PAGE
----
Editorial_150509_H2     

This is In Deep; I’m Angie Coiro. In a moment, a conversation with Claire Bidwell Smith about her book, After This: When Life is Over, Where Do We Go? But first …

Why would we at In Deep delve into this topic – the afterlife, even if there is one? With all these hard-edged issues awaiting like homelessness and what’s in front of the Supreme Court? Why go so far afield? It is unusual for us, but in common with all our topics, this grew out of a societal shift that bears scrutiny. In this case, it’s the increasingly loud discord between believers and non-believers. From PR-driven atheist-vs-believer “battles” (with tickets for sale, of course) to the internet, where so much of American society pastes bits of its unglossed id – it’s been getting uglier for years.

Legendary WW2 correspondent Ernie Pyle declared “There are no atheists in foxholes”. The phrase lives on, but it’s changed. Now it sneers at the legitimacy of one’s very personal conclusions about gods and life. “Yeah, just wait until it matters” – this is handed down to the clueless from the lofty perch of the all-knowing. It’s insulting. It’s demeaning. And frankly it’s a pretty odd way to recruit believers. There WERE atheists in foxholes, and some of them died there. Some emerged to remain atheists.

And their number grew. So over the decades did the ranks of agnostics – even more, the ranks of the non-religious. A 2012 Pew study found nearly 20% of Americans are not associated with any church. A quarter of those identified as agnostic or atheist. Eventually atheists began to struggle against being “othered”. Why did an Indiana war memorial boast a Christian cross? What does that say of the Jews, the Buddhists, the non-believers who gave lives just as valid to their country? Across the US massive crosses spring out of public land that non-Christians pay taxes on too.

Christmas – pagan in its roots and now a secular orgy of consumerism – has nativity scenes and more crosses sprouting at courthouses and city halls.

Why is there a National Day of Prayer? Time and money siphoned off to religious devotion by politicians representing all of us? They don’t dare not show up.

More and more, atheists have demanded full respect – their legitimate place in America. Thus: the backlash began. Fox News in particular began pushing the “War On Christmas” – a phrase heard so often you’d swear the hosts were paid a bonus every time. A faction of Christians – Andrew Sullivan helpfully dubbed them “Christianists” to distinguish them from their saner counterparts – defy historic fact to declare America a “Christian country”, with all others subjugate. Bizarrely, they loudly proclaim that it’s Christians who are maligned and oppressed in the US – that every utterance of “Happy Holidays!” at a cash register is a grievous attack. They are victims!

So far, so predictable. People at the top of the power structure feel threatened and defensive when their position is questioned. Stop the presses.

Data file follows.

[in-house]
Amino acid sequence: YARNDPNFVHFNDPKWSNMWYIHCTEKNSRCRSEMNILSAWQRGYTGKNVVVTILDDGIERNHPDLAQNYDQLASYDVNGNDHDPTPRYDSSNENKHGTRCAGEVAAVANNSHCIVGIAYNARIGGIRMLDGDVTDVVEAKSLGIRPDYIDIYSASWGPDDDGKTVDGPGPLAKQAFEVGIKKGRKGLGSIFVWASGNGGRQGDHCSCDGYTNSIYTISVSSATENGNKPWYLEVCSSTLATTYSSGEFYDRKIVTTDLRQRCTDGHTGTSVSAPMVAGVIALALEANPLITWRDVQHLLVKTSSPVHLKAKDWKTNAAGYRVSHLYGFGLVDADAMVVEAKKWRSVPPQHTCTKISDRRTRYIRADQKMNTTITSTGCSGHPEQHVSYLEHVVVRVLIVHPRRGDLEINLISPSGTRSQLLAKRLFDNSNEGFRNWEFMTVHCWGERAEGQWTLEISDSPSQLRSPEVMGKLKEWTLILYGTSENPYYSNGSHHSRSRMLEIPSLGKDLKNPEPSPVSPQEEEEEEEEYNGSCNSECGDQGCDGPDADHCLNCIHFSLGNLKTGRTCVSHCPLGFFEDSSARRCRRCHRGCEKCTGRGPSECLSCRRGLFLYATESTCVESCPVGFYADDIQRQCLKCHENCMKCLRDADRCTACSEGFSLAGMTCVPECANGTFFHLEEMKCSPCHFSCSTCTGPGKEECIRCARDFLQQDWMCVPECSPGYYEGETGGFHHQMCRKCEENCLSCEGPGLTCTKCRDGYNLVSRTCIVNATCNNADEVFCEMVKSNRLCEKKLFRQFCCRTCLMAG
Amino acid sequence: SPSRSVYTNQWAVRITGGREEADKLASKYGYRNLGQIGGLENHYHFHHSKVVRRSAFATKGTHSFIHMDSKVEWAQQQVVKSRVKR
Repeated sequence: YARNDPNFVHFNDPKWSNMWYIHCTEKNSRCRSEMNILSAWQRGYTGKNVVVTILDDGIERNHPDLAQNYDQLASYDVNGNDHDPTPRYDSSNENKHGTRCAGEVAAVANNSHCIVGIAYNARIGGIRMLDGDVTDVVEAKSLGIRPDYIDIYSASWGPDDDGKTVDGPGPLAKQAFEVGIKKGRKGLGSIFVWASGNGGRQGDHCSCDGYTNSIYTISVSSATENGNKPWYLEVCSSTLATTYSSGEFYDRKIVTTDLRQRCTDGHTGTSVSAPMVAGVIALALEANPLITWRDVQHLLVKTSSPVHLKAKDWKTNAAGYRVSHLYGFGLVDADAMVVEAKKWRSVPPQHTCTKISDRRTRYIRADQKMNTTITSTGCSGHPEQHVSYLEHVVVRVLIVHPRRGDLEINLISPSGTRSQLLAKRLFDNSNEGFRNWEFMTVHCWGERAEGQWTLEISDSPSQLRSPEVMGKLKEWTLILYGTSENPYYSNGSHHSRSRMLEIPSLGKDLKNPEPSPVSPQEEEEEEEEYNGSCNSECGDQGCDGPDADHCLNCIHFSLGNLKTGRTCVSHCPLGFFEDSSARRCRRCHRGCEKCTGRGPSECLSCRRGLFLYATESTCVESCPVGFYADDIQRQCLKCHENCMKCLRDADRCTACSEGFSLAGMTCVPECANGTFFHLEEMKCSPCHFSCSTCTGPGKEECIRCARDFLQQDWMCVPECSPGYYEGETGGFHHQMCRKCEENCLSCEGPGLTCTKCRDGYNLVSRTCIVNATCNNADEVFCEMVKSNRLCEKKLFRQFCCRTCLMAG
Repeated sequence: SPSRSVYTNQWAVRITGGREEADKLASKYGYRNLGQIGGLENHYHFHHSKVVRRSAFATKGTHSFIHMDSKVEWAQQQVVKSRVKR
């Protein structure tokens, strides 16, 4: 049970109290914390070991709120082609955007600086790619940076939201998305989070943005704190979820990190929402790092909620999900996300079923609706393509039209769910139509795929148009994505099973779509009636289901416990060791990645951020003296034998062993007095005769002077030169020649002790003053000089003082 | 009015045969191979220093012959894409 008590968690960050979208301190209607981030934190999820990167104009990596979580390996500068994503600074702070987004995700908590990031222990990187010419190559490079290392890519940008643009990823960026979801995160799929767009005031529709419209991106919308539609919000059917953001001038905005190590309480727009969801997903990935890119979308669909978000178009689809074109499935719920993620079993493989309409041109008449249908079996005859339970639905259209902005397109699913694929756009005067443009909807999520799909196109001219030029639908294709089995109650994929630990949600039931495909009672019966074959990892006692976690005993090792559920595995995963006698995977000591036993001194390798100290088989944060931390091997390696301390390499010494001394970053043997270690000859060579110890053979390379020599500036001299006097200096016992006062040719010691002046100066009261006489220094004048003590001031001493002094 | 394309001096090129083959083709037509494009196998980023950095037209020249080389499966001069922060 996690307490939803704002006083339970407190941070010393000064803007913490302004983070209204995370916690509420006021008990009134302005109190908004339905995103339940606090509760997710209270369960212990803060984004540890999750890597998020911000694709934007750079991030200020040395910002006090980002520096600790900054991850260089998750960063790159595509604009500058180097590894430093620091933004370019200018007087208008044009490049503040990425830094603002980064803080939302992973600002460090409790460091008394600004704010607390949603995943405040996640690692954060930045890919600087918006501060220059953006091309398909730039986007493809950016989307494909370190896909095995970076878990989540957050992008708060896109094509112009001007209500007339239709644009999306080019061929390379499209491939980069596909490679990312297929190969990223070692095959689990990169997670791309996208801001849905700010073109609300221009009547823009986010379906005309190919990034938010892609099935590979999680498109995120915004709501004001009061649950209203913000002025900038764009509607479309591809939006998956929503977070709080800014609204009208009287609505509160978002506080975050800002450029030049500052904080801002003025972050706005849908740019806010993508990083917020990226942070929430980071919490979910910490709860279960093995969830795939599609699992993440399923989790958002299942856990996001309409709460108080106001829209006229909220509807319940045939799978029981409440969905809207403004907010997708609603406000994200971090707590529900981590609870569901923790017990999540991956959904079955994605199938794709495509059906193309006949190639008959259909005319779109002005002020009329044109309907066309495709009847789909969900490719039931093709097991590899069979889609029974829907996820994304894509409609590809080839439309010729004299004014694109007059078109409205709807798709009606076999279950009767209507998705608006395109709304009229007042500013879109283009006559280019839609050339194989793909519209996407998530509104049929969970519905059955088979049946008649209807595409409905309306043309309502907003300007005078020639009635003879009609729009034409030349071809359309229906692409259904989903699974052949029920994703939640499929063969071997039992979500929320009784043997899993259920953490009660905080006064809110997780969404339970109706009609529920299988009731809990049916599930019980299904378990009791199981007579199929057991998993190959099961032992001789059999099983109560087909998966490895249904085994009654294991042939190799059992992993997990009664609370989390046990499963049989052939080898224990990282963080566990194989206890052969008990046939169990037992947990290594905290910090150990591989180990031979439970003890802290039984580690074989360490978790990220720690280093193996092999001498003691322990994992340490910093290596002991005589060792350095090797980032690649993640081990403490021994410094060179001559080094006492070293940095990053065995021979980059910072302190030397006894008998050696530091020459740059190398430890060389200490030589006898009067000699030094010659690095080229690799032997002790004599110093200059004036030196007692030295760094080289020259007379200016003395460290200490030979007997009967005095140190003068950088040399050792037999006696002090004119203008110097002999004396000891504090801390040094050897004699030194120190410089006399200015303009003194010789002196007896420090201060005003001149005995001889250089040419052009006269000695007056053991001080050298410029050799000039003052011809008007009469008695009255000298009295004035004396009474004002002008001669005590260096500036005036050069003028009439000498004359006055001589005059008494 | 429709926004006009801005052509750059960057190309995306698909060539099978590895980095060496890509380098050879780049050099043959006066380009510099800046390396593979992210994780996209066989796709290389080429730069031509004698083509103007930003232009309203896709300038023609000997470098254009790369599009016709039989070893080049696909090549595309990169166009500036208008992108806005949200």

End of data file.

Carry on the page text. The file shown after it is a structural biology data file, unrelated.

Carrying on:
But the next part I find embarrassing – not just others’ behavior, but my own. A backlash to the backlash began from the atheists and agnostics. Just as with the Christianists, I prefer to believe they’re the fringe. But along with them, I have jeered at religious people for worshiping an angry white guy in the sky. I retweeted slams at magical thinking, and laughed at them. I’ve watched the rise of the Angry Atheist – first right there with them, then over time feeling prickles of recognition and guilt at the swirling crowd mentality. We had become them.

Now the timeless questions humans naturally wonder at are fodder for mockery. Like every pendulum swing, it sweeps away value along with dreck. Is all sensing of something unseen or an impression of activity or knowledge beyond the humdrum all equally silly? Is everyone who stops to peek at this for a moment – to wonder – possessed of an inferior mind? Maybe. But I’m never in favor of any culture that quashes questions and demeans the person who asks them.

We all die. What happens? Shakespeare noted that “men have died, and worms have eaten them”, but is that it? Does any inquiry into other possibilities prove that your mind is so open your brain has fallen out?

Of that 20% of Americans Pew found were nonreligious, most had some spiritual beliefs – even prayed daily. Lack of religious affiliation is not an indication that they’ve stopped thinking or probing.

We’re going to move into this hour of conversation with a guest who I probably don’t agree much with, in terms of what’s real and what isn’t. But I admire her “what the hell” approach to her topic. Reading her book, I laughed with her at the moments she was pretty sure she was faking past life memories, to the point of suddenly “seeing” her death hospital room when she wanted the whole thing to be over. And I’m impressed that in a culture of increasingly bitter hard lines, she emerged content to say, “I don’t know; and I’ve benefited from trying to find out.”

For In Deep, I’m Angie Coiro.